by Raechel Conover
Whether you are using an electronic day planner or the good old-fashioned paper variety, you probably check it several times a day. Many people use their planners and organizers to keep track of every aspect of their lives. With so many uses, it's no wonder some people can't live without them. Planners and organizers are more than just a calendar; they provide a single location for you to keep every piece of valuable information you might need throughout your day, week and year.
Personal information: You will want to put some of your contact information in your organizer so that it can be returned to you if it becomes lost. However, you do not want to put your address in your day planner. You will not want whoever finds, or steals, your planner to know where you live and when you will be taking your next vacation. A phone number and email address should be sufficient. Store medical information, such as medications you are on and chronic illnesses you suffer from, in the planner as well. Should something happen to you, this information could be useful to emergency personnel.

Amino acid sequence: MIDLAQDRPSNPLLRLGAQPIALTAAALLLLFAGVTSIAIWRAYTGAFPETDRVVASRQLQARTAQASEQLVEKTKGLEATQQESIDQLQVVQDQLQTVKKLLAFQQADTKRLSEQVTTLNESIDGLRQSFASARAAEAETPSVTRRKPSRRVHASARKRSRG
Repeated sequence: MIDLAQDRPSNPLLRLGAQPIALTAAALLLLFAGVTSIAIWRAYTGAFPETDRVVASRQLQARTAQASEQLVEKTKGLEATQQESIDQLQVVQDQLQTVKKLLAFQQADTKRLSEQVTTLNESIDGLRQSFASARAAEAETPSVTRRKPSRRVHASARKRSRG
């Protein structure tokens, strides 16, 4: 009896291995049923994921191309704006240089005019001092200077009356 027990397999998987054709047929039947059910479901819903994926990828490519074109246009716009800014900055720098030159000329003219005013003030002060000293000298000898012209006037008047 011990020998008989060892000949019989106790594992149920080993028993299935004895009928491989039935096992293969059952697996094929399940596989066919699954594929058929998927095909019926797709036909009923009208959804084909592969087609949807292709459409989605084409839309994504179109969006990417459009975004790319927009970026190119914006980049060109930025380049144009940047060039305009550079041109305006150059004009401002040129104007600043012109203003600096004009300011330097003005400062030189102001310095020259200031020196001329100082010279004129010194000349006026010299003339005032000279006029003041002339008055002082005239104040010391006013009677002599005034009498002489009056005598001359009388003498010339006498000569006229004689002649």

Contacts: Use your planner to store information for your professional and personal contacts. Most planners offer an address book portion that allows you to organize your contacts. Also, include at least one ICE (In Case of Emergency) contact.
Yearly calendar: Organizers are designed for keeping track of important dates such as holidays, dinner parties and vacations you plan to take. Also, jot down doctor visits and other appointments you don't want to forget.
Birthdays and anniversaries: Use your planner to help you remember the birthdays of your friends, family and colleagues. Write down important anniversaries so you are always prepared and well informed.
Daily to-do list: Every morning, take a minute to write down everything you want and need to do that day. Start with the most important items and end with the least important. Check things off of your list as you work through them during the day.
Receipts: Save receipts in the pocket of your planner. You can also record things like mileage for work and other financial items you want to keep track of in your planner.
Ideas: Use your planner as a sounding board. When you think of random things, like a book you want to read, a blog post you want to write or a craft idea that you want to try, write it down in your planner so that you don't forget later.
Long-term goals: Use your planner to create a list of long-term goals. Mark dates or deadlines that you want to have them done by so you can keep track of your progress.
Short-term goals: Break your long-term goals into monthly or weekly goals. Record your progress by writing down descriptions of everything you did that week or month to meet your goals.
Non-scheduled items: If something unexpected happens during your day, write it down in your planner. This will help you keep track of everything that happened during the year, even the unexpected. This will go a long way in helping you plan for next year.